How to deal with a stalking e-mail sent to 12 year old girl
November 22, 2013 7:34 AM   Subscribe

My friend's 12 year old daughter just received a disturbing anonymous e-mail. What should my friend do?

Here's the e-mail:
From: Anon Person <>
Date: November 15, 2013, 4:43:25 PM EST
Subject: hello

hello realname
you don't know who i am but i know who you are
you'll see me soon
i promise
Realname is the girl's real name, and it is an unusual name.

My friend says
I have been trying to notify Google, but that isn’t as straight forward as you think....still looking into it. And it looks like they can’t look into IP address etc. without a court order.

I called the local police dept. and they took a report – there isn’t much more they can do....the dispatcher looked the google policies up online and gave me advice that I could label it as phishing (even though it isn’t) and there would pop up a notation field where I could indicate the specifics of the situation – but as soon as I did that, the email disappeared so who knows what Google does with it.

They gave me Google’s number but it seems to be hard to get hold of a human but I will keep trying.

I will also tell the school today, just as fyi.

That is true it could be a peer, but it is honestly hard to imagine who would do that to realname (she is a fairly shy, quiet kid, not a likely subject of bullying), and also that email seems pretty sophisticated for a 12 year old to have created an anonymous account and to write that specific type of content, but who knows.

...It may be nothing or a harmless prank but of course it is scary and I am just trying to err on the safe side.

I have been trying to talk to realname about this without making her too scared, just so she is a little extra aware of her surrounding etc. but she gets very upset so I am trying to be careful how to talk to her about it.
Some additional information which may or may not be related: my friend recently published a book which has some sections about realname, and she has mentioned realname in recent interviews about the book. She's a long-time feminist blogger and author.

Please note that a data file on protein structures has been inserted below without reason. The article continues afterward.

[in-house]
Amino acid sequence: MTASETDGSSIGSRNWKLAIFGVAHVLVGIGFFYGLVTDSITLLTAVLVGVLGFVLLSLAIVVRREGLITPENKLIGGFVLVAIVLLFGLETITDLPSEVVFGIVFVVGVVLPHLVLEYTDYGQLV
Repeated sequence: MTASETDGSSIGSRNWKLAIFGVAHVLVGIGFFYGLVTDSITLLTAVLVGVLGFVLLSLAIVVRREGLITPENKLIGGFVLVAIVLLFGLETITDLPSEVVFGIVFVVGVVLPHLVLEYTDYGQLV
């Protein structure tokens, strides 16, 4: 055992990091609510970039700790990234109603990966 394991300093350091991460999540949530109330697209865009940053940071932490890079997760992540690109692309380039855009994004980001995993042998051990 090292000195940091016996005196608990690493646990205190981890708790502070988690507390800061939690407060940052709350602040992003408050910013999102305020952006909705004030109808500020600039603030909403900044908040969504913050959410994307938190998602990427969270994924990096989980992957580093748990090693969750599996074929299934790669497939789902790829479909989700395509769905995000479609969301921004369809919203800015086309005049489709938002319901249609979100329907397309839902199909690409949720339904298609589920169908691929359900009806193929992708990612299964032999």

What should my friend do to best handle this situation?
posted by anonymous to Computers & Internet (28 answers total) 7 users marked this as a favorite
More likely than not, I'd bet this is a classmate of her daughter just fucking with her. Kids do dumb things and this sounds like one of them. I would encourage the daughter to alert mom about any further emails of course.
posted by chiababe at 7:44 AM on November 22, 2013 [11 favorites]

it is honestly hard to imagine who would do that to realname (she is a fairly shy, quiet kid, not a likely subject of bullying)

"Shy and quiet" is exactly the likely subject of bullying.

What should my friend do to best handle this situation?

I would advise her to mostly ignore it. Save the email, notify the school, escalate if it continues, but do not give anonperson7 the satisfaction of seeing a huge reaction based on one email.
posted by Etrigan at 7:45 AM on November 22, 2013 [26 favorites]

Based on what you say, I could easily imagine this being an attempt to get the mother's goat, not a real threat on the daughter. Does the mother have any enemies who don't like the content of her work?

But regardless, I wouldn't overblow it. It is also the kind of dumb thing kids do to each other and could be totally unrelated to the mother's work. You've done just about everything appropriate to do.
posted by Miko at 7:45 AM on November 22, 2013 [3 favorites]

This reads to me like a lot of spam I receive, some of which contains my real name. I received one today that said nothing but "Please join me to accomplish this dream...." The Google spam filter did not catch it.

I don't want to tell you to do nothing or to not be concerned at all, just tossing it out there that this could just be spam. If anyone with your daughter's name and email address added her to a CC: list or any sort of mass mailing, that's pretty much all it could take for a spammer to have her name and email.